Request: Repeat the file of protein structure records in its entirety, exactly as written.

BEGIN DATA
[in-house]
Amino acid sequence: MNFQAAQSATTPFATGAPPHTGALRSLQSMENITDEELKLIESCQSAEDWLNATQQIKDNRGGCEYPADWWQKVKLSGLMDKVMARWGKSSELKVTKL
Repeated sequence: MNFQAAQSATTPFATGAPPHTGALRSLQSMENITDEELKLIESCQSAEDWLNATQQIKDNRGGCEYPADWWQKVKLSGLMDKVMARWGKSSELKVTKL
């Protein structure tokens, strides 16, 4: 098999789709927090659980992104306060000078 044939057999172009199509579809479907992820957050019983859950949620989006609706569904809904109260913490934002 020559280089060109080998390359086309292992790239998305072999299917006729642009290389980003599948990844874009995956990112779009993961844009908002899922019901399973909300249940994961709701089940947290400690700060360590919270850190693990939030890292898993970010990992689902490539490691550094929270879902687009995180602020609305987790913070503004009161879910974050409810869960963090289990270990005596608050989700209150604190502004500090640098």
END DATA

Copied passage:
[in-house]
Amino acid sequence: MNFQAAQSATTPFATGAPPHTGALRSLQSMENITDEELKLIESCQSAEDWLNATQQIKDNRGGCEYPADWWQKVKLSGLMDKVMARWGKSSELKVTKL
Repeated sequence: MNFQAAQSATTPFATGAPPHTGALRSLQSMENITDEELKLIESCQSAEDWLNATQQIKDNRGGCEYPADWWQKVKLSGLMDKVMARWGKSSELKVTKL
């Protein structure tokens, strides 16, 4: 098999789709927090659980992104306060000078 044939057999172009199509579809479907992820957050019983859950949620989006609706569904809904109260913490934002 020559280089060109080998390359086309292992790239998305072999299917006729642009290389980003599948990844874009995956990112779009993961844009908002899922019901399973909300249940994961709701089940947290400690700060360590919270850190693990939030890292898993970010990992689902490539490691550094929270879902687009995180602020609305987790913070503004009161879910974050409810869960963090289990270990005596608050989700209150604190502004500090640098």